Friday, April 25, 2008

A Reason To Celebrate

Just when I thought the days of a really & truly cool record store in the Baltimore area were well in the past, I've been turned on to CELEBRATED SUMMER RECORDS in Towson MD. (Thanx, Peacedogman!). CSR owner Tony Pence has a real winner on his hands here with his killer store, located in the back of Legends Comics at 503 York Road. Featuring a great selection of punk, hardcore, thrash, etc., this is exactly what I always looked for back in the glorious '80's and it's going on right now. Tony is an awesome dude who's infectuous and genuine enthusiasm will turn you onto ripping stuff, as he just did today for me with Japanese monsters SYSTEMATIC DEATH. Not only is this little goldmine loaded with a rich vein of CD's, there is also an absolute ton of massive vinyl to check out. In a world where I'd thought Record & Tape Traders and Sound Garden were the last word, CELEBRATED SUMMER RECORDS is a whole new universe. Check out more details including hours, etc. at:

Wednesday, April 16, 2008

By The Numbers

After some long-time consideration and input from readers with valued opinions, I've started with the latest group of reviews (see below) and included a numerical rating with each album review. It appears in red at the end of each review and is based on a scale of 0.0-10. 0. In this case, of course, 0.0 being a living piece of cow-dung and 10.0 being an utter classic. Enjoy!

A Current Day Classic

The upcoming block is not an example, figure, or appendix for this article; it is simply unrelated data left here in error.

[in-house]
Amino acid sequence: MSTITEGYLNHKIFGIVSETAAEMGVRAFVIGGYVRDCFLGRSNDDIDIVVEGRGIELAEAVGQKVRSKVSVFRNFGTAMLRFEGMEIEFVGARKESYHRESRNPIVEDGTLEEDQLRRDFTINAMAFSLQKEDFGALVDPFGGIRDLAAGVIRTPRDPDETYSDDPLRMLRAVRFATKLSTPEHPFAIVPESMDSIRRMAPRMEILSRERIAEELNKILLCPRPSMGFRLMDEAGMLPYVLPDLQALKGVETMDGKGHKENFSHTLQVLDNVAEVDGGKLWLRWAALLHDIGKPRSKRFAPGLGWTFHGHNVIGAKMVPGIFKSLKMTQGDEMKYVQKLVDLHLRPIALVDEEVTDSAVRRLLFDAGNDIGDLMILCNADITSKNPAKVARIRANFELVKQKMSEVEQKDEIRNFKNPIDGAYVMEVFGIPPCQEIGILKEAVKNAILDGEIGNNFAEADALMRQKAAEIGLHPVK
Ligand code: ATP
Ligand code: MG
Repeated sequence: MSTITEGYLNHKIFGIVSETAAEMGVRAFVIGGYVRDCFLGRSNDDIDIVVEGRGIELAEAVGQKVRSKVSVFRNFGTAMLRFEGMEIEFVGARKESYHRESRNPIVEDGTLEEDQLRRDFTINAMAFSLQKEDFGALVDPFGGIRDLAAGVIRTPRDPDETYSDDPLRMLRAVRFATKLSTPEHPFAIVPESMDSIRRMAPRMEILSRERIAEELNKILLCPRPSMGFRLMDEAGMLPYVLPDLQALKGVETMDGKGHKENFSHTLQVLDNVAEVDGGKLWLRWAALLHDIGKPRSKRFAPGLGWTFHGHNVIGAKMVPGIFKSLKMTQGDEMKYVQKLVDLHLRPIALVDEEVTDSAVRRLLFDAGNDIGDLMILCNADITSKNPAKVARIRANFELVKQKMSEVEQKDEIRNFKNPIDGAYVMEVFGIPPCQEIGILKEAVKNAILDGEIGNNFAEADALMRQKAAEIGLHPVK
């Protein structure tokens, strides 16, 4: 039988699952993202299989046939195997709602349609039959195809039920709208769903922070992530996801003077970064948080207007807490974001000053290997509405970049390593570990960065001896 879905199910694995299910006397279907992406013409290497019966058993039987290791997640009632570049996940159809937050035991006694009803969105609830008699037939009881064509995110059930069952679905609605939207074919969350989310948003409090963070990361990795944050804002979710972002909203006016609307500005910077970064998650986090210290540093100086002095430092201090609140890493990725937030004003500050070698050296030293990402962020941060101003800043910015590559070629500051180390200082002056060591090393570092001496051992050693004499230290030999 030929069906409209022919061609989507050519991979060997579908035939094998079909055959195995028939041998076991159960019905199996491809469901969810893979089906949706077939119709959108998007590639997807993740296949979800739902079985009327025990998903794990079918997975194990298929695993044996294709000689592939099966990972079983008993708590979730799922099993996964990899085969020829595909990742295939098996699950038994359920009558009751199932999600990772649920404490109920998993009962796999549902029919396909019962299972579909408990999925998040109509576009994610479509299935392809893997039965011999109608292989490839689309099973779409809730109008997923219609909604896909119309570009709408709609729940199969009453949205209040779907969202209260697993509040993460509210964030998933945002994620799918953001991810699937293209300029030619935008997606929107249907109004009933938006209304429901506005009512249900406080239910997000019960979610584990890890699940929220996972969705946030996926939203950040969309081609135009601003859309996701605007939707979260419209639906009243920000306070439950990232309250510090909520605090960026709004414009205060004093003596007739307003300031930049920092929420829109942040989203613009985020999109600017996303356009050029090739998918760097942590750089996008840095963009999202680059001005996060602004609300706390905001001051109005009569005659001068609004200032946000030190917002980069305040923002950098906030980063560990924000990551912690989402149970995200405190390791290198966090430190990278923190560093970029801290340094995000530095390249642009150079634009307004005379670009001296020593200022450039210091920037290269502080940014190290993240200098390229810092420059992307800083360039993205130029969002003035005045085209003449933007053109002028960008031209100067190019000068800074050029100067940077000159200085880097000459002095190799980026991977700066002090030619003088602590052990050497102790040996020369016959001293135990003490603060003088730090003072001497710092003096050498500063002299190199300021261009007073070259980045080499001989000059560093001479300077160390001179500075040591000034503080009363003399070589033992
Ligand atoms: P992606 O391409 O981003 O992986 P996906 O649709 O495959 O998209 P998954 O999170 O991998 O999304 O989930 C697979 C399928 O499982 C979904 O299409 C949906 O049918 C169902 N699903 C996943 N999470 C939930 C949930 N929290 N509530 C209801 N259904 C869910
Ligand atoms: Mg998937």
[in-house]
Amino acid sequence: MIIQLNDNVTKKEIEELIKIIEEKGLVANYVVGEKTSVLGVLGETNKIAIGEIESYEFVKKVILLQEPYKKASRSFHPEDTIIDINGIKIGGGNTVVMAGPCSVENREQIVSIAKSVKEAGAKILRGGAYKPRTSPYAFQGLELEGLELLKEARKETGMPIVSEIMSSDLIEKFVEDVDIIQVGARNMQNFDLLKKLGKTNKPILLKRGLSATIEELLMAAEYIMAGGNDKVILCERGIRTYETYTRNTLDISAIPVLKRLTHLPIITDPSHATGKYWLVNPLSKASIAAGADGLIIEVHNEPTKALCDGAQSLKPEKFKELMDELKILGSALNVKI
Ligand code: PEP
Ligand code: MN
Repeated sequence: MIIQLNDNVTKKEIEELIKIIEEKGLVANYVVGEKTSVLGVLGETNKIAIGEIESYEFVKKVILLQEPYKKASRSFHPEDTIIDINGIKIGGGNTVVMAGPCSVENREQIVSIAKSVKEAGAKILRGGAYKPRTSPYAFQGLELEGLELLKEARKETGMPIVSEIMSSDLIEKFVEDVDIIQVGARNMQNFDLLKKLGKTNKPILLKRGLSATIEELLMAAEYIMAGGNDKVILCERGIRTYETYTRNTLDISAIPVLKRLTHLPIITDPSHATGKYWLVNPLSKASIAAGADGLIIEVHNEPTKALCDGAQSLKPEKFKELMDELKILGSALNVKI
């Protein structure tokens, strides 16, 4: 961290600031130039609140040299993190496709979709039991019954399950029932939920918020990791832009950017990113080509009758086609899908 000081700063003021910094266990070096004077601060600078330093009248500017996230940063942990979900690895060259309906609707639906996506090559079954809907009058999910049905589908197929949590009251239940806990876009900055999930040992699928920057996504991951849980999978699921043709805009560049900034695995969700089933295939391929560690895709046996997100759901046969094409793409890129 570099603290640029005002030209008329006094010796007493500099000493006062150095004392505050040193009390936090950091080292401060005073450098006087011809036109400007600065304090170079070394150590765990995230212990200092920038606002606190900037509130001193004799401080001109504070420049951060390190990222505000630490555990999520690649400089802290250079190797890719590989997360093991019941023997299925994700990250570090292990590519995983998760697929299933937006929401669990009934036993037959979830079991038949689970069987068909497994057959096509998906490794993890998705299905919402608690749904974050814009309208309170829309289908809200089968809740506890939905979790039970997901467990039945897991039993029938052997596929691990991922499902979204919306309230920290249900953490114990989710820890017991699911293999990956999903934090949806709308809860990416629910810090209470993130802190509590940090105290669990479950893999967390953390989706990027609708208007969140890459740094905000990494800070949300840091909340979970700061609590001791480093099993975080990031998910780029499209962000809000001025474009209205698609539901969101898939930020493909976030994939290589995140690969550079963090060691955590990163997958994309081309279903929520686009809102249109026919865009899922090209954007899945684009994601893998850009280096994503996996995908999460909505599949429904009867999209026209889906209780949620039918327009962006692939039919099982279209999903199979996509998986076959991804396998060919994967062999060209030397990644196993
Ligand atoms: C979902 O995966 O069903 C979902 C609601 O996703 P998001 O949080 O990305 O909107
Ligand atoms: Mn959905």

BLACK 47 – “Iraq” CD ’08 (United For Opportunity, US) – Interesting, how we arrive at things. After doing this ‘Realm thing, first as a printed mag for some 14 years and then on to the internet, I’ve learned to listen to others as much if not a lot more than I speak myself. My dad has always told me, “You can’t learn anything while you’re running your yap” and I believe there’s a good bit of truth in that. So, I sit back, listen to other people, regardless (You thought I was going to say “irregardless,” didn’t you? Don’t you hate that?) of their opinions and then after I take it in, well, I run my yap. So, as I’ve listened (or read, in the ol’ email box), especially lately, I’ve heard rumblings about people liking numerical album ratings along with reviews. I thought about it and after a bit of a “think” said to myself, “Yeah, I can do that.” Don’t know why I never did before, really. And how interesting it is that the very first album I give an actual numerical rating to is this, “Iraq,” the new one by New York’s BLACK 47. How did I find out about these guys to begin with? Hmmm…my mind rolls back. I had begun exploring music with an Irish heritage (my own background) in about ’95 or so and as anyone knows, I have a voracious musical appetite. The floodgates opened and disc after disc reflecting this rich vein began to push the ‘Realm mailbox to the bursting point, heavily laden as it already was with all things heavy, hard, metal, prog, etc. As the smoke started to clear (or at least thin a little), I was of course taken by wonderful veterans like The Chieftains but was left with 2 newer bands rising to the top. One was Seven Nations and the other was BLACK 47. Here was something really and truly different. Led by the charismatic, dynamic and poetic Larry Kirwan (vocals/guitar), this band played a kind of music that was at once captivating and yet completely defied categorization. As I listened to the first album I bought by them, “Trouble In The Land” (and older ones like “Black 47” and “Home Of The Brave”) I was amazed by the musical landscapes being covered: punk, rock, Celtic, urban, Latin, swing, jazz etc. Moreso, I was flabbergasted by the fact that they could not only play all these styles but somehow stir them into a magnificent blend that emerged on the other side as simply “BLACK 47.” Nothing sounded like them. When you then added in the fact that Larry Kirwan wrote lyrics that explored aspects of life from man/woman in the street to political vistas of Ireland, the USA and the world beyond and with such a passionate delivery…well, I was hooked. Completely. In the years since then, I’ve been waited with baited breath for each of the band’s releases and have yet to be anything but blown away. I remember the day Kirwan’s solo CD “Kilroy Was Here” came out back in 2001 I came home from work and drove to Rockville MD (55 or so miles) to the only store in Maryland I could find that had it…just so I could hear it that night. I remember playing B47’s 2004 disc “New York Town” (a panoramic vision of NYC in relation to 911) oh, probably about 100 times the week it came out. It was my Top album for that year. And so, we now have “Iraq.” Once again, Larry Kirwan & BLACK 47 have come up aces beyond any other band I know. In truth, I find it nearly defeating to try to describe a record like this. Probably an hour alone could be spent talking about the deceptively simple, yet unbelievably catchy melody of “Sunrise In Brooklyn,” as an example. The sheer beauty of “No Better Friend…” is but another. As a staunch objector to the US invasion of Iraq from the word go, Kirwan laces the power of these masterwork songs with lyrical paintings of such depth and passion that they can alternately make one shed a tear, suck in a deep breath or raise a fist. The fact that such a command can be present in rock music comes, in great part, I think, from the fact that BLACK 47 in general and Kirwan in particular have a real connection with people of all backgrounds & opinions and listen perceptively to them. In fact, a lot of the background for the lyrics present on “Iraq” come from first-hand accounts of things that have been going on “over there” from friends/fans of the band who’ve been there. Man, how can I explain any more about this record. It’s not really fair for me to try to and I’d advise anyone wanting to learn more or gain a deeper understanding to go to the band’s site at: and read the current opening article, particularly Larry K’s song commentary. And, please. If you only buy one album this year…let this be it. 10.0